Everywhere we look, there are patterns. Most city streets are set up as grids, bridges are typically constructed using distinctive arches, and when the noontime sky darkens (such as in the Northeast today) bad weather soon follows.
But when it comes to our patients, can we make reliable predictions based on patterns? Or do we need to experience these patterns to truly understand them? Let’s look at this month’s case to find out.
You’re on a paramedic first-responder vehicle for a department for which you work part time, and joining you today is a paramedic student, Chris. The day starts out quietly enough. You check your vehicle and equipment. You visit the other stations and check the ambulances, ensuring the equipment is on board to handle any and all major incidents.
You also review with your student the approach you will take toward any patients. You know that classes often don’t do a good job teaching students to play nicely with a group, instead teaching them to be “team leaders,” so you’re talking it over with ChrisƒWho’s the alpha dog when three alpha dogs are on the scene?
While you’re talking, the activation tones sound, and the dispatcher announces an “EMS alarm”ƒelderly female unconscious at the “J wing” of the Gardiner Assisted Living Center, Rt. 743 and Atria Lane. Time out is 10:03 p.m. As you tell the dispatcher you’re responding, your mind reviews the possibilities.
Gardiner is one of several assisted-living or nursing homes that have opened in the district during the past several years. The dispatcher tells you that Jason, an EMT-I first responder and volunteer member of the department, is responding to the scene from his home. You know he lives fairly close.
You receive additional information that the patient is in the facility’s cafeteria. At the same time, Jason tells the dispatcher he’s on scene.
As your SUV makes the turn onto Rt. 743, Jason is on the air, stating he has an elderly female in “cardiac arrest, please tell the medic to step on it!” You increase your speed (to a safe and legal level) and tell the dispatcher you’re two minutes out.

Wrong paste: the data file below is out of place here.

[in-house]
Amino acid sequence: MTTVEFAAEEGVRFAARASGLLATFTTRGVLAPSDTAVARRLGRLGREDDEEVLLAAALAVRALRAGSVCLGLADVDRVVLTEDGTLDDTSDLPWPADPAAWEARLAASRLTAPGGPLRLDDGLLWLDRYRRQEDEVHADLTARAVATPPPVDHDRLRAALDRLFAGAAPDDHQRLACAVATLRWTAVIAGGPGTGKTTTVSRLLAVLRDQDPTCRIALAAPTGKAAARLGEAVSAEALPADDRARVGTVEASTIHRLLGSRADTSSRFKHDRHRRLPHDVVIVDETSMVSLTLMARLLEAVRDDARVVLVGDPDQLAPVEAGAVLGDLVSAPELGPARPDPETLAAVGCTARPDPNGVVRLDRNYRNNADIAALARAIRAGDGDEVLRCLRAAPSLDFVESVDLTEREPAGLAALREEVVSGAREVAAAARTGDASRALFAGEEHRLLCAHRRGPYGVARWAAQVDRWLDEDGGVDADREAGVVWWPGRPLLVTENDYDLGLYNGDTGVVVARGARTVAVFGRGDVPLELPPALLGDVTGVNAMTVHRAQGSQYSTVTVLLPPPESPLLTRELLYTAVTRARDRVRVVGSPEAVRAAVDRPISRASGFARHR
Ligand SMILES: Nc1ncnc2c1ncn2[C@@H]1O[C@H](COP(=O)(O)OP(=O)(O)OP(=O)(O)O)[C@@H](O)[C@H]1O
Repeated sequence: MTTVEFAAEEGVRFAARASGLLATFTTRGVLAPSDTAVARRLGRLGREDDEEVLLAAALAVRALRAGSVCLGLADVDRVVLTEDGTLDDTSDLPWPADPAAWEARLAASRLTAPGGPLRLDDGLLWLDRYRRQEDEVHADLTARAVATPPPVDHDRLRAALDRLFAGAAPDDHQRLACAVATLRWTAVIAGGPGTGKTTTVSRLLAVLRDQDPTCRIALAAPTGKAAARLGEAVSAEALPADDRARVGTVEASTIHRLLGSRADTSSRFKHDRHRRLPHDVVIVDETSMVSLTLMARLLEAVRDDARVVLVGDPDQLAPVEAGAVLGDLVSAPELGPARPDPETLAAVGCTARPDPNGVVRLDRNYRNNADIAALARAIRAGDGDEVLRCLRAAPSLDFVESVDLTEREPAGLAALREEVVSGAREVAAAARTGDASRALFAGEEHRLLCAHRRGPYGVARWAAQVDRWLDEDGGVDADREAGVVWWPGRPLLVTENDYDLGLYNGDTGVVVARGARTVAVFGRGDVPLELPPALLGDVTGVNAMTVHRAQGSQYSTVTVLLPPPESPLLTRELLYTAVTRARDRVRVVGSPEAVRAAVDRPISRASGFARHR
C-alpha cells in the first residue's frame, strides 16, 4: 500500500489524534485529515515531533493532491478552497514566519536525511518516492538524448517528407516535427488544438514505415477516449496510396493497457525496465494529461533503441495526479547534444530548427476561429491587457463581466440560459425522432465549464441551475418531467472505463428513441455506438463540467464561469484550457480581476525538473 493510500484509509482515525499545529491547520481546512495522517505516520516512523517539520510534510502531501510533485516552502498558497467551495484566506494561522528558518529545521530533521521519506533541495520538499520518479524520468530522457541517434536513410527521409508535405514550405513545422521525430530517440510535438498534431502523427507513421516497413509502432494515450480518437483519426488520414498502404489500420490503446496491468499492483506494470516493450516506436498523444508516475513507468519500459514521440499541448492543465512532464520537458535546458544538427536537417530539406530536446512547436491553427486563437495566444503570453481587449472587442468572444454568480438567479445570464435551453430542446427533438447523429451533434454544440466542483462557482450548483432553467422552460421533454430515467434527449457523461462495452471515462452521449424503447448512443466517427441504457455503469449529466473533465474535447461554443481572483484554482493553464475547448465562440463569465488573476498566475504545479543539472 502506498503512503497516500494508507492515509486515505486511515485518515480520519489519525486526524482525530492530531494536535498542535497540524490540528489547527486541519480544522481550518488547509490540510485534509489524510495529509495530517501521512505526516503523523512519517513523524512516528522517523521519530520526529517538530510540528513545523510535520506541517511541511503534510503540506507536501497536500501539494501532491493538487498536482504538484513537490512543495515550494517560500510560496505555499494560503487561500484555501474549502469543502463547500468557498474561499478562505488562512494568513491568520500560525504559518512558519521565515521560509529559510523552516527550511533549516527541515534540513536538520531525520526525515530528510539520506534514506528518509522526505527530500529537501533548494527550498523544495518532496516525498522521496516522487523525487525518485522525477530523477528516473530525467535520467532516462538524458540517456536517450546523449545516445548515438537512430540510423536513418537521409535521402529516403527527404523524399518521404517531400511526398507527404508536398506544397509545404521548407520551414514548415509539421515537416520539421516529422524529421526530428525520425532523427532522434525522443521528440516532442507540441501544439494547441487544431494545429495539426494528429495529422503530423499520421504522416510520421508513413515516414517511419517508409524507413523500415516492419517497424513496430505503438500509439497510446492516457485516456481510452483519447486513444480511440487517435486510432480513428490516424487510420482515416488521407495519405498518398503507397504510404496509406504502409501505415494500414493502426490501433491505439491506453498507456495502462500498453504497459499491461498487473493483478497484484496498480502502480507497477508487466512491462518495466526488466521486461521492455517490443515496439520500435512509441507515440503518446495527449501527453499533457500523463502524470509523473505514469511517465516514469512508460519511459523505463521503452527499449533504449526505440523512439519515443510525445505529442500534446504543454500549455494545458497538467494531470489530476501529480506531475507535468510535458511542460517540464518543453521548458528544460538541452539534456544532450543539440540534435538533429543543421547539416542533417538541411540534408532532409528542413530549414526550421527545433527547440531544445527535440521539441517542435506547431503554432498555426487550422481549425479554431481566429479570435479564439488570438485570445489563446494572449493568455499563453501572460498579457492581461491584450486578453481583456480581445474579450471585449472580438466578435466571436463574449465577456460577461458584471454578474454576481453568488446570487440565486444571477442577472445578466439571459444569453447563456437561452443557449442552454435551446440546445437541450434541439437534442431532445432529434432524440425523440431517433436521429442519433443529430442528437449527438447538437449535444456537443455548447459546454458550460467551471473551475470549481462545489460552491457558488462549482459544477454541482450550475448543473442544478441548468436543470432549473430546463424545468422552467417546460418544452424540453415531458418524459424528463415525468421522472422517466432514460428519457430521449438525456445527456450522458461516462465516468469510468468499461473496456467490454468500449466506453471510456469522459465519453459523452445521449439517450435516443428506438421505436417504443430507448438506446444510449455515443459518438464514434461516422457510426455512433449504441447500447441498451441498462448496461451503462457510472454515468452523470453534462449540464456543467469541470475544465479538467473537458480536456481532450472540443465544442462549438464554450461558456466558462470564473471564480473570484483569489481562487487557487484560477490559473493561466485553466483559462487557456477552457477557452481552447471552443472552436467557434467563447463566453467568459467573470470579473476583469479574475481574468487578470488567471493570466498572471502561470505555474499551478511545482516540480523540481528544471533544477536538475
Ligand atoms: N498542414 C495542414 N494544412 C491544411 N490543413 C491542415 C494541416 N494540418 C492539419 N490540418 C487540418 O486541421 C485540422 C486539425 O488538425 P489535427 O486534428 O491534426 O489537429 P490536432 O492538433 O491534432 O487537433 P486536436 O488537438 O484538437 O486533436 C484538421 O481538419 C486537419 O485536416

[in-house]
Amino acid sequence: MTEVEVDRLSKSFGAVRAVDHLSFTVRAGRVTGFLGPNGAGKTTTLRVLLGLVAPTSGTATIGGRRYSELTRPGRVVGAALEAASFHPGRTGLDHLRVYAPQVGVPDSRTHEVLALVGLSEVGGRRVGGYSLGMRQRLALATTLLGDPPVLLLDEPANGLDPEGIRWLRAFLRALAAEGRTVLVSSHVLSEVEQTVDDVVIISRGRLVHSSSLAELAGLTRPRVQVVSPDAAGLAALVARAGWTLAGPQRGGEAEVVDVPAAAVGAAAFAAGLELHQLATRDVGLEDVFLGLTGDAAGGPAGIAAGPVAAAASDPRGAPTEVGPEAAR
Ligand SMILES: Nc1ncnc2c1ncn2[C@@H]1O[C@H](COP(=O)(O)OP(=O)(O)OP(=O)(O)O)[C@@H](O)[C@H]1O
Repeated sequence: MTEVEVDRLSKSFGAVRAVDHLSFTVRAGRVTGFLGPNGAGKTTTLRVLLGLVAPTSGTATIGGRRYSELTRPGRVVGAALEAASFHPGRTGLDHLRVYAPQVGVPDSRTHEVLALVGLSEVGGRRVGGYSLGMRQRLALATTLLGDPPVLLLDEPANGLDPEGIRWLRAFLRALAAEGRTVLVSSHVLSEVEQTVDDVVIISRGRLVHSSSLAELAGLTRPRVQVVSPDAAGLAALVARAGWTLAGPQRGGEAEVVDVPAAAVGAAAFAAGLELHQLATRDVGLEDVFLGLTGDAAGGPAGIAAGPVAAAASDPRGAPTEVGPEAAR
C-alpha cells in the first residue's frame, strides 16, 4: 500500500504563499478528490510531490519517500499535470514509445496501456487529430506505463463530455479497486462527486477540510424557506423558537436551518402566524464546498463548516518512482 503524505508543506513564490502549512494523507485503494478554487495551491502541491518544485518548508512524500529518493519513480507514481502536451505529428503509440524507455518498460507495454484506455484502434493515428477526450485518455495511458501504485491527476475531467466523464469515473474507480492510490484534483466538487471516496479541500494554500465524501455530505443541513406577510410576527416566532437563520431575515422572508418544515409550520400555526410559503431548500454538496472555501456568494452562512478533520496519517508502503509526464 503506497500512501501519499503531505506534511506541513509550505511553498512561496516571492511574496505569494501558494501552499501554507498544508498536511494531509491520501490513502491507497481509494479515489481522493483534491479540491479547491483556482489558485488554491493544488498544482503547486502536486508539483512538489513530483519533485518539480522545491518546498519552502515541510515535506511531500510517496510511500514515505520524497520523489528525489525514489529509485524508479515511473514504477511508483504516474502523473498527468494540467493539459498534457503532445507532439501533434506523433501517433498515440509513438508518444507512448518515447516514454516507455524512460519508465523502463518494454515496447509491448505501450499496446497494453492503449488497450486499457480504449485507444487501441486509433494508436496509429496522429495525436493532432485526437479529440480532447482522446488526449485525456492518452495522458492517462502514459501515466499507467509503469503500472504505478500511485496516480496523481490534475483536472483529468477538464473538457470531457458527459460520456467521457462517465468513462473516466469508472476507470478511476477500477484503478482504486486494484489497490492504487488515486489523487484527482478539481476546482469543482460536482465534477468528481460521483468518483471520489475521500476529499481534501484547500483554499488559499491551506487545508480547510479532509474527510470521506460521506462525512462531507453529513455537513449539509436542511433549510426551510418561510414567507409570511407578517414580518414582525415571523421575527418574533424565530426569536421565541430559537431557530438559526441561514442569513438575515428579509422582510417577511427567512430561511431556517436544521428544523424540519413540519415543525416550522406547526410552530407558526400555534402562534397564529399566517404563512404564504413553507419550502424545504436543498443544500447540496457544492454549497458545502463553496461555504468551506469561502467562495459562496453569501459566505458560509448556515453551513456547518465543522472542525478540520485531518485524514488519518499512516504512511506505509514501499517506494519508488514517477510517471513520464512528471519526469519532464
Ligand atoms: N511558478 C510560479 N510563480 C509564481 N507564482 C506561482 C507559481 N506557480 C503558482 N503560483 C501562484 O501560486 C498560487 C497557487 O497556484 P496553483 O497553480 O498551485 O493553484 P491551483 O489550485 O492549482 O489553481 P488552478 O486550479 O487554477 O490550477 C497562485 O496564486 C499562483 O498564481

You and Chris exit the truck and head to the cafeteria to find Jason talking to an elderly female lying on the ground. She’s responding appropriately, and Jason tells you he found her in cardiorespiratory arrest at a table with four other older women. He says he pulled her to the floor and bagged her twice. She then started to breathe again and had a pulse.
You find that the patient’s airway is clear and ask Chris to obtain vitals. BP 148/90, pulse of 100 and regular and strong, respirations of 12 with clear lung sounds. Chris begins to secure the IV line, and you check the 12-lead ECG, which demonstrates sinus rhythm at 100.
You haven’t seen post-cardiac arrests come back with such good vital signs, much less be alert and oriented afterward, so you ask some questions of the ladies sitting with the patient. You discover they’re all close friends and intimately familiar with each other’s medical history.
They state the patient has epilepsy but no heart or lung problems and has never had a stroke. You ask, “When she has her epilepsy, does she fall to the ground and shake, or does she just seem to slump over and black out?” The ladies all answer that she just slumps to the side, like she did earlier.
Your patient suffers from petit mal seizures. This condition presents as self-limiting periods of blinking, tremors or pauses in speech. The eyes may close, and it seems like the film breaks during a movie. This is what Jason witnessed, not a cardiac arrest. All in all, a good outcome. No cardiac arrest, up triaging of a potentially serious case and another EMS secret revealed to the student and Jason.
Just to be safe, you take her blood glucose (118) and obtain a 12-lead ECG (normal) and transport to the hospital, monitoring her for the 10-minute ride. Another life saved.
Much of what we do, at all levels, is recognize patterns. As an EMS teacher, it’s a primary concern that my students learn to “pattern recognize.” However, they must keep an open mind while doing so. This is the process of experiential learning, and it’s invaluable.
This process reminds me of a Zen Buddhism tale I read in Deep Survival: Who Lives, Who Dies & Why, about a young man who passionately wants to become a master swordsman. The man seeks out a Kundo master and begs to be taught, but the master puts him to work in the garden instead. The student isn’t happy but obediently works the garden.
Every time the student isn’t looking, the master sneaks up behind him and whacks him with a stick. Although terribly frustrated, the student stays, and this pattern continues for years. No matter what the students tries, he can’t seem to sense when the master is behind him. As a result, he’s constantly covered with welts and bruises.
One day, the young man is tending to the garden when the master sneaks up behind him and swings, but the student ducks and the master misses. The student is overjoyed. He grabs the master and shouts, “Now will you teach me swordsmanship?”
“Now, you don’t need swordsmanship,” the master replies.
Paul Werfel, NREMT-P,is the paramedic program director for the University Medical Center at State University of New York, Stony Brook. Contact him via e-mail at[email protected]